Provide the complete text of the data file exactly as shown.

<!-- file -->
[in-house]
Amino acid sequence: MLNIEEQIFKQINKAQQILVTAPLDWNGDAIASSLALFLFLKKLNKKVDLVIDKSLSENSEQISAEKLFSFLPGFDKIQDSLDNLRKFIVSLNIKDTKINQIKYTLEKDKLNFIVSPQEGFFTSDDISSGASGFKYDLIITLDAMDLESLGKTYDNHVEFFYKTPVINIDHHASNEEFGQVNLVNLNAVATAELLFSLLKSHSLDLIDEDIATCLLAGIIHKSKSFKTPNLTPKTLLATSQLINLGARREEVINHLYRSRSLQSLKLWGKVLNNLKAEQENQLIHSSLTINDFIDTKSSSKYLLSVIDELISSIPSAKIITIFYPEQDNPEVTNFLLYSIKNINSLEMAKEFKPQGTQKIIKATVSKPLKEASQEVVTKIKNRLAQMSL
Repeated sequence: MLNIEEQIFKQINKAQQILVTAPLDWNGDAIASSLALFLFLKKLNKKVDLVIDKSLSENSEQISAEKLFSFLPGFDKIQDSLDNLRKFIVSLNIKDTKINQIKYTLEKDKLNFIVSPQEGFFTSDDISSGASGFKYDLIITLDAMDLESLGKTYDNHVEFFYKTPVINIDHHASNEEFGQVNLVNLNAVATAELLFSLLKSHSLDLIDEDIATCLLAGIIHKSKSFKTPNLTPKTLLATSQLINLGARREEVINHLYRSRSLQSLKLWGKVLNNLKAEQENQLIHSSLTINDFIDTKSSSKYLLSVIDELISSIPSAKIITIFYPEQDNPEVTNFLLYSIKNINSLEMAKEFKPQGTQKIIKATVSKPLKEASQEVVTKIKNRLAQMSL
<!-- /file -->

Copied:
[in-house]
Amino acid sequence: MLNIEEQIFKQINKAQQILVTAPLDWNGDAIASSLALFLFLKKLNKKVDLVIDKSLSENSEQISAEKLFSFLPGFDKIQDSLDNLRKFIVSLNIKDTKINQIKYTLEKDKLNFIVSPQEGFFTSDDISSGASGFKYDLIITLDAMDLESLGKTYDNHVEFFYKTPVINIDHHASNEEFGQVNLVNLNAVATAELLFSLLKSHSLDLIDEDIATCLLAGIIHKSKSFKTPNLTPKTLLATSQLINLGARREEVINHLYRSRSLQSLKLWGKVLNNLKAEQENQLIHSSLTINDFIDTKSSSKYLLSVIDELISSIPSAKIITIFYPEQDNPEVTNFLLYSIKNINSLEMAKEFKPQGTQKIIKATVSKPLKEASQEVVTKIKNRLAQMSL
Repeated sequence: MLNIEEQIFKQINKAQQILVTAPLDWNGDAIASSLALFLFLKKLNKKVDLVIDKSLSENSEQISAEKLFSFLPGFDKIQDSLDNLRKFIVSLNIKDTKINQIKYTLEKDKLNFIVSPQEGFFTSDDISSGASGFKYDLIITLDAMDLESLGKTYDNHVEFFYKTPVINIDHHASNEEFGQVNLVNLNAVATAELLFSLLKSHSLDLIDEDIATCLLAGIIHKSKSFKTPNLTPKTLLATSQLINLGARREEVINHLYRSRSLQSLKLWGKVLNNLKAEQENQLIHSSLTINDFIDTKSSSKYLLSVIDELISSIPSAKIITIFYPEQDNPEVTNFLLYSIKNINSLEMAKEFKPQGTQKIIKATVSKPLKEASQEVVTKIKNRLAQMSL